The survival of free citizens depends upon strict, unyielding, “dogmatic” adherence to the fundamental, common sense, maxims of a free society:  rewarding failure gets you more of it (no bailouts!); wealth results from production, not expenditure (no stimulus!); enemies are to be fought, allies supported (no appeasement!); rights are what you can do without government interference, not what the government gives you (health care is not a right!), and many more.  Notice how different these maxims are from, say “everyone should have health care” or “gay marriage is a right”—the maxims of freedom articulate power and accountability, the slogans of soft tyranny demand provisions and donations without recompense or corresponding responsibility.  Now, needless to say, our elected officials will very often go right ahead and do these things we insist they resist; occasionally, they will be right and responsible to do so (sometimes one really does have to allow for exceptions), and more than occasionally we will, “hypocritically,” re-elect them when they do so, whether they are right or not.  But none of that matters—politicians can corrupt themselves and our principles (they have risks and benefits to weigh, and we can’t expect them to have interests higher than their own professional survival, and when they do they also expect to take the hit for betraying principles in the name of our collective survival), and our principles will survive.  What our principles can’t survive is the failure of a solid majority of citizens to insist upon their application in undiluted form, spontaneously, reflexively, unambiguously and insistently.  And in that way, when our common sense enables us to see that their violation has been a bit more egregious than usual this time, so egregious that maybe common sense will no longer help us to navigate a new world of arbitrary regulations and authorities, that common sense can become revolutionary.

Common sense is the possession of the man in the middle—not the Big Man, with wealth or power, or those living on the margins of society.  The cultivation of common sense  requires you to confront limits regularly, but also that you have some capacity to shape and maneuver within those limits; it requires you to see the consequences of your actions, and not be able to project those consequences onto the “long term,” or lose them in the tangled webs of unintended consequences and intersecting intentions.  Maintaining your common sense when you get too high or too low calls for extra doses of discipline, and perhaps some continuity with a previous condition (such as friends and family who knew you when you were in the middle).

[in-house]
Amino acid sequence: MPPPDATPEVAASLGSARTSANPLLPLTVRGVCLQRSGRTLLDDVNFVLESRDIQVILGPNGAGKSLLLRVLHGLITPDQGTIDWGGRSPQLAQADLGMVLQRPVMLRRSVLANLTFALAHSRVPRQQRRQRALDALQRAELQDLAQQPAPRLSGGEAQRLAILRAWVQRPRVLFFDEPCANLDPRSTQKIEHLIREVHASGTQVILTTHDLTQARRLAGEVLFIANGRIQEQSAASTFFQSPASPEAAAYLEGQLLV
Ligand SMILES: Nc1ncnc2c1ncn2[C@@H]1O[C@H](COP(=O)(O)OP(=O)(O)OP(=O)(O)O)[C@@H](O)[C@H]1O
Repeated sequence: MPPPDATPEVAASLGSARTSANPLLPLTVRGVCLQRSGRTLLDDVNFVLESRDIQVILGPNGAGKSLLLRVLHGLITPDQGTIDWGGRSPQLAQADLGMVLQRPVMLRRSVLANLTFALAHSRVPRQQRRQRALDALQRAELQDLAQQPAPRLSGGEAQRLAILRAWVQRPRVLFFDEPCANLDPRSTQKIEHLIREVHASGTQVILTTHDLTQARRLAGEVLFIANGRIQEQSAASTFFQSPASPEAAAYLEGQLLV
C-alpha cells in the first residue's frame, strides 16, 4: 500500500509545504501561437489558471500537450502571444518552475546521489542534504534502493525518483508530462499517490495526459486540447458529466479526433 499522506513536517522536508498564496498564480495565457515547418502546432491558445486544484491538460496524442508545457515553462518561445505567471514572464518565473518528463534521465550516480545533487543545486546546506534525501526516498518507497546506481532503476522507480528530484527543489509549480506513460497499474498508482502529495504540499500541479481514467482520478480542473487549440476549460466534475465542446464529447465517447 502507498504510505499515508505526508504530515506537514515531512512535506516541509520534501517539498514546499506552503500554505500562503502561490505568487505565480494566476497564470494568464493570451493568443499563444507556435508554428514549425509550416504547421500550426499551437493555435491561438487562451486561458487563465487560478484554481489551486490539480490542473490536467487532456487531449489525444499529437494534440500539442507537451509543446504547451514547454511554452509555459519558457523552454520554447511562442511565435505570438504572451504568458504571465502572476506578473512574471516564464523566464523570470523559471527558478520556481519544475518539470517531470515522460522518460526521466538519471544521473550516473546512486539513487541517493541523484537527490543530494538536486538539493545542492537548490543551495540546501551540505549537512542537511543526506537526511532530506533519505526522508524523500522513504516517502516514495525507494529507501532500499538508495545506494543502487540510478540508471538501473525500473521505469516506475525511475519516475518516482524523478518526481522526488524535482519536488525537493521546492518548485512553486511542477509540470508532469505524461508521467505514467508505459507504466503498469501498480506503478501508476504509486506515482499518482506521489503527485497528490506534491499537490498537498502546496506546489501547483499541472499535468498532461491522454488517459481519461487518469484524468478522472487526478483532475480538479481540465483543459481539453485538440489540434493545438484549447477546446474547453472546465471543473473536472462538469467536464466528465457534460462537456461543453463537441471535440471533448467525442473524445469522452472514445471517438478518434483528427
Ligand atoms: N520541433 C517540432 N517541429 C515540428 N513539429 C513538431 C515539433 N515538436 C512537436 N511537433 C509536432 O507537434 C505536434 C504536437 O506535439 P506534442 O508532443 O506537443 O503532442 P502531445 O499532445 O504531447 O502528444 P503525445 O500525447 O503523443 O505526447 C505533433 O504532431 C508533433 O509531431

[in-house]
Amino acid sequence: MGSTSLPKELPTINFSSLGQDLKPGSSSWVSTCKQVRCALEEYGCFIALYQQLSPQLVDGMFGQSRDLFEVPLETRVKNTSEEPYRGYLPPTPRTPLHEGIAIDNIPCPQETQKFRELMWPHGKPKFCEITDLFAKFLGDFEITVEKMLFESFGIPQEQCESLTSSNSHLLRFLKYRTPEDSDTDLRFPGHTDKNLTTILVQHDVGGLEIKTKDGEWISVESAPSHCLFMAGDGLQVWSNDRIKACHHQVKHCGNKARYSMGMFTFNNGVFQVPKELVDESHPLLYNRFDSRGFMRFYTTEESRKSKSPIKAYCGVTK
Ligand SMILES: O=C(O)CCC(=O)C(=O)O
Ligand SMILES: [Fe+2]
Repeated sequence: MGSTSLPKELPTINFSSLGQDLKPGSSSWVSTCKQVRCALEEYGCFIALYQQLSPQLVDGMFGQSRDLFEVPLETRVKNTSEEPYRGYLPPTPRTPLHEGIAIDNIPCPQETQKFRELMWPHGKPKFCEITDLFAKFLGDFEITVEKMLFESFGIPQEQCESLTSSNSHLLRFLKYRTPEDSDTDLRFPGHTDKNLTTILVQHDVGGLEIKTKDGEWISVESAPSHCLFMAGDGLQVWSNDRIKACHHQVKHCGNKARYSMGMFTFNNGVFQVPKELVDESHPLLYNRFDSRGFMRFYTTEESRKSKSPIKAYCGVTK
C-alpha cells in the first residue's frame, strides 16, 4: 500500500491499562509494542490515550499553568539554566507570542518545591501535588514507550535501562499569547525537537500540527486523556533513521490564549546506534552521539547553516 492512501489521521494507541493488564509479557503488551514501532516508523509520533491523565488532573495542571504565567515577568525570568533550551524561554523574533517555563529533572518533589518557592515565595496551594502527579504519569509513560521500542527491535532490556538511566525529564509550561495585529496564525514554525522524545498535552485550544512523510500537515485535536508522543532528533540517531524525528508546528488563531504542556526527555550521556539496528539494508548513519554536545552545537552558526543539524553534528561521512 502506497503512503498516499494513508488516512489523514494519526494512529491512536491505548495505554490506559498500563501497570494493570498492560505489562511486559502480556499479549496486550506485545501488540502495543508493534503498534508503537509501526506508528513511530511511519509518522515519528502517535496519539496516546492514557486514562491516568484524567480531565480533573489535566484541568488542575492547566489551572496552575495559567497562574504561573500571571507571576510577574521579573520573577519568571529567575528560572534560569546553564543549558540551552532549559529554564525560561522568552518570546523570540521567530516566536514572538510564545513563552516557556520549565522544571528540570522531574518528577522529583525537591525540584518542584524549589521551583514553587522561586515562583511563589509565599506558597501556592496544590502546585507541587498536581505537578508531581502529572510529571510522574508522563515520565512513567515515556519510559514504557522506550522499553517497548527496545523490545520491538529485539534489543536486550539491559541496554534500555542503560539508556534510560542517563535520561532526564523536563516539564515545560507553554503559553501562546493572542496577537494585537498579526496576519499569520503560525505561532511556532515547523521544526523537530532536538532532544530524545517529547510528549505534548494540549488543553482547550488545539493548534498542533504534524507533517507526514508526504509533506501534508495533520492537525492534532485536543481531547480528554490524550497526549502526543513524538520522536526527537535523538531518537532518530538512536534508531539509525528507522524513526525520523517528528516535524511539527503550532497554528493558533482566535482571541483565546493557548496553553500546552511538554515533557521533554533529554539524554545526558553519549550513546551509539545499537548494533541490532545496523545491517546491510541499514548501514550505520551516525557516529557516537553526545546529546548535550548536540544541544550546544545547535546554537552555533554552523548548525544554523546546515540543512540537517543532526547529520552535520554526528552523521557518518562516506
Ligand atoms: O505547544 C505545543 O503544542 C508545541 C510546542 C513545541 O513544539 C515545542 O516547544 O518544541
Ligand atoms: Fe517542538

In a less grave way then totalitarian rule, I wonder whether today’s victimary popular culture impairs common sense.  A critic whom I admire, James Bowman, writes often of the dominance of fantasy in today’s popular culture, and the way this dominance has seeped into public and political life.  Bowman finds it disturbing that even science fiction films like the recent Star Wars don’t feel obliged to play by the rules of the “reality” they construct for themselves; one might suggest that the Obama cult has been a result of this privileging of fantasy over reality.  The recent awarding of the Nobel Peace Prize to Obama is an example, something I wouldn’t have accepted as a premise for a Saturday Night Live skit, and yet it happened—the award committee has made a lot of mistakes (and worse) before, but this must be the first time the award was granted based on what the committee imagines all of us are imagining the recipient might accomplish (and perhaps it’s the first time a President was ever elected on a similar basis).